People may be able to reverse the damage GERD causes if they treat their symptoms quickly and make the appropriate lifestyle changes. Others may need long-term medications and lifestyle changes to control their symptoms.

Gastroesophageal reflux disease (GERD) is a chronic condition where acid escapes from a person’s stomach into their esophagus.

Over time, the acid may damage the person’s esophagus, throat, and mouth, but many people can manage their symptoms with lifestyle changes.

This article looks into the damage GERD can cause and explains the steps they can take to help them heal from it. It also explores some of the ways people can manage their symptoms in the long term.

A person eating foods that are good for GERD -2.Share on Pinterest
Westend61/Getty Images

There is no simple answer as to whether people can reverse the damage GERD causes.

It depends on many things, including the severity and duration of symptoms, what other parts of the body are harmed, and the person’s overall health.

Dental damage

If gastric acid erodes the person’s tooth enamel, it can lead to dental cavities, according to the NIDDK. Cavities cannot be reversed, but dentists may be able to fill the hole or extract the tooth.

Esophageal damage

People with GERD may experience damage to their esophagus.

Some people with GERD develop ulcers, according to a 2023 paper, published by the National Center for Biotechnology Information (NCBI).

Researchers explain that over time, people with GERD may be exposed to gastric acid, and bile salts, which damage the mucus layer inside the esophagus, leading to ulcers and possibly bleeding.

Ulcers can be slow to heal, even after treatment.

Lung damage

In a 2018 paper, published in The Open Respiratory Medicine Journal, researchers explain that if gastric acid reaches a person’s lungs, it can cause a variety of breathing problems and damage a person’s airways.

Many people experience recurrent respiratory tract infections, which can lead to bronchiectasis, where the bronchi or airways into the lungs widen, which increases the risk of infections.

The researchers note that the severity of a person’s lung injury varies from mild to severe, and recovery times lengthen accordingly.

In a 2022 review, published in the journal Cureus, researchers explored the link between GERD and asthma.

Doctors know that both conditions can cause the other and that while people respond well to medications including proton pump inhibitors (PPIs) that decrease the production of stomach acid, there is no cure for either condition.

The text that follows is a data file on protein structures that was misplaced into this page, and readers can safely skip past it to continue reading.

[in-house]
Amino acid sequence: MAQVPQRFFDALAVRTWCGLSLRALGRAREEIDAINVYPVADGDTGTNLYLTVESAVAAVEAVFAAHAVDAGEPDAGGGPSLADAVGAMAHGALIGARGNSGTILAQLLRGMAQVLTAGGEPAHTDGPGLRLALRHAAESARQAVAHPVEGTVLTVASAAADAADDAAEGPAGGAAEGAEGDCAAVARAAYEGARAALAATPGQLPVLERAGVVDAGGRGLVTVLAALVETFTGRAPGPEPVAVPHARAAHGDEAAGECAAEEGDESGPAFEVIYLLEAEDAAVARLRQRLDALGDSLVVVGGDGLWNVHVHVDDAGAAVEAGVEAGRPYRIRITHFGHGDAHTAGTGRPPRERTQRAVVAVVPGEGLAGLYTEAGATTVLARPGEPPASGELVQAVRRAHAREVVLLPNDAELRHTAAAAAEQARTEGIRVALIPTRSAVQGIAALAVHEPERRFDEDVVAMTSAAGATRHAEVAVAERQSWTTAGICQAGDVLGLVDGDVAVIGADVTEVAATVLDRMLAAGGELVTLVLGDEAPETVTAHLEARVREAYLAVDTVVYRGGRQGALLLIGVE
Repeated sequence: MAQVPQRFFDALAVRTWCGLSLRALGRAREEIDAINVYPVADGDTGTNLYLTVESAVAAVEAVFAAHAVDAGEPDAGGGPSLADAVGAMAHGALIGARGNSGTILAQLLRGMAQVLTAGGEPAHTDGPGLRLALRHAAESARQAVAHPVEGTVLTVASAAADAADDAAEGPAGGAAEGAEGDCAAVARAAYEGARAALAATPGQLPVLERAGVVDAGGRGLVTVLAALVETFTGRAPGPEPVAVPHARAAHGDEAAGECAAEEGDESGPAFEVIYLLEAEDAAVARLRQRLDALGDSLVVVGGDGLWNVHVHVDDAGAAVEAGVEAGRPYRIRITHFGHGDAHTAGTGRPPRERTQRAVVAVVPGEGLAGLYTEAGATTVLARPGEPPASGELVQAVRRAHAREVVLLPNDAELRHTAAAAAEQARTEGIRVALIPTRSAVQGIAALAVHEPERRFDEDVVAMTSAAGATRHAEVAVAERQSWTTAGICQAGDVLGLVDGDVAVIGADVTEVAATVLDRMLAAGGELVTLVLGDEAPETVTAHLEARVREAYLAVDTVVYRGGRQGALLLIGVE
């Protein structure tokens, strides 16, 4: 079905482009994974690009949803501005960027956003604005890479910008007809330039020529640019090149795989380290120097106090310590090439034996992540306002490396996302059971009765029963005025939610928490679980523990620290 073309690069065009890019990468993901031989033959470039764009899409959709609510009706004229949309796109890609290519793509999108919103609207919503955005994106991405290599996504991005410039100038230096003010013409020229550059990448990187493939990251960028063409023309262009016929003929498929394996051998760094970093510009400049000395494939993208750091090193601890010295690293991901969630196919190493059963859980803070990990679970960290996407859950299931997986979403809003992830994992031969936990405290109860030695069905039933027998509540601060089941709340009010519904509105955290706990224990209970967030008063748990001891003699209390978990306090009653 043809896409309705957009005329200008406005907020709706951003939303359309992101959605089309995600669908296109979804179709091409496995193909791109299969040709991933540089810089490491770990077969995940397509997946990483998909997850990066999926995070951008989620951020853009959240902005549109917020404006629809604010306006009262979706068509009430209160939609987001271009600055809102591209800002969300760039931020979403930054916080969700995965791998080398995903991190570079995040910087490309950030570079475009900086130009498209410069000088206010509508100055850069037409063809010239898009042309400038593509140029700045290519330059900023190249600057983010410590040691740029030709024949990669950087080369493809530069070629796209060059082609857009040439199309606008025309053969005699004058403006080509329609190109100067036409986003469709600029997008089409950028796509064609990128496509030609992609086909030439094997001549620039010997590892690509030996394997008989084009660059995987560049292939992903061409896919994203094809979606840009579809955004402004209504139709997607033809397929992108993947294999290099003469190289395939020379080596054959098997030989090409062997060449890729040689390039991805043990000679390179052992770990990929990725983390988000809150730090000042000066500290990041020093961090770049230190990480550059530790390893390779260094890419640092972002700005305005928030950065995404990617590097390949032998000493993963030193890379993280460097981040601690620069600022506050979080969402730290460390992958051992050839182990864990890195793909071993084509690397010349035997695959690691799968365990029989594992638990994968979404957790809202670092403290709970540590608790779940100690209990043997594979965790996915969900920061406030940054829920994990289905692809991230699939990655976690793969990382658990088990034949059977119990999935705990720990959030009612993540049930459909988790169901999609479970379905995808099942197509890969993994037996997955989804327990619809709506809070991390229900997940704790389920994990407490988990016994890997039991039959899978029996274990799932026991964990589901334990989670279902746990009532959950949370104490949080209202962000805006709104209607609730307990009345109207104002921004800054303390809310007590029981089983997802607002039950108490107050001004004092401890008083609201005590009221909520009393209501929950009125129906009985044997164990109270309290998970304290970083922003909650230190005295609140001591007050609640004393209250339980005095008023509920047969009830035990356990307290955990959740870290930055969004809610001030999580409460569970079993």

Larynx damage

Gastric acid can also damage a person’s larynx, or voice box, causing inflammation.

The NIDDK explains that this can make their voice sound hoarse, and they may feel as if something is stuck in their throat. These symptoms usually improve if the person can manage their GERD successfully.

When a person experiences a GERD attack, stomach acid releases into the esophagus. Reducing the number of attacks means less acid comes into contact with other parts of the person’s body.

A 2021 review of the medical management of GERD recommends some lifestyle changes to help people with GERD reduce the chances of acid reflux.

These include:

  • achieving and maintaining a healthy weight
  • avoiding foods that may trigger an attack, including fatty meals, citrus, tomato, spicy foods, and chocolate
  • limiting or eliminating alcohol
  • quitting smoking
  • eating smaller meals
  • avoiding food close to bedtime
  • wearing loose-fitting clothing
  • lifting the head off the bed with blocks or wedges so the person sleeps at an angle, with their head between 6 and 8 inches off the bed

Although doctors cannot cure GERD, many people see a reduction in attacks by modifying their lifestyles.

According to the NIDDK, doctors can also prescribe medications, including antacids, PPIs, and H2 blockers, which lower the amount of gastric acid the person makes.

Doctors may recommend surgery to people who do not respond well to lifestyle changes or medications. The NIDDK explains that fundoplication is the most common surgery.

This involves sewing the top of the person’s stomach around the esophagus to stop acid reflux.

Untreated or undermanaged, GERD can cause more serious problems.

With prolonged exposure to gastric acid, the lining of a person’s esophagus can become inflamed. Doctors call this esophagitis, and it can cause ulcers and bleeding in the digestive tract.

A 2018 paper published in the journal Missouri Medicine explains that over time, persistent bleeding can cause scarring or strictures. The scar tissue can narrow the person’s esophagus, making it more difficult for food to pass to the stomach.

Some people with GERD develop Barrett’s esophagus. The NIDDK explains that this is when the lining of a person’s esophagus changes, and the tissue starts to look like that of the intestines.

Barrett’s esophagus increases the chances of a person developing a rare cancer called esophageal adenocarcinoma.

Limiting the number of GERD attacks is key to minimizing and helping to reverse its damage.

If the damage is not severe and does not happen often, people may not experience long lasting effects.

Sometimes, GERD makes people develop asthma. The 2022 paper explains that doctors cannot cure asthma, but they may be able to limit its impact by controlling the person’s GERD symptoms.

Other irreversible effects of GERD include dental cavities and Barrett’s esophagus.

People with GERD experience acid reflux into their esophagus. From here, the gastric acid may spread to other body parts, including the person’s lungs, mouth, and throat.

Some injuries are mild, and people recover completely once they successfully manage their GERD.

If a person experiences repeated episodes of acid reflux over a long time, the injuries may take longer to heal or lead to permanent complications.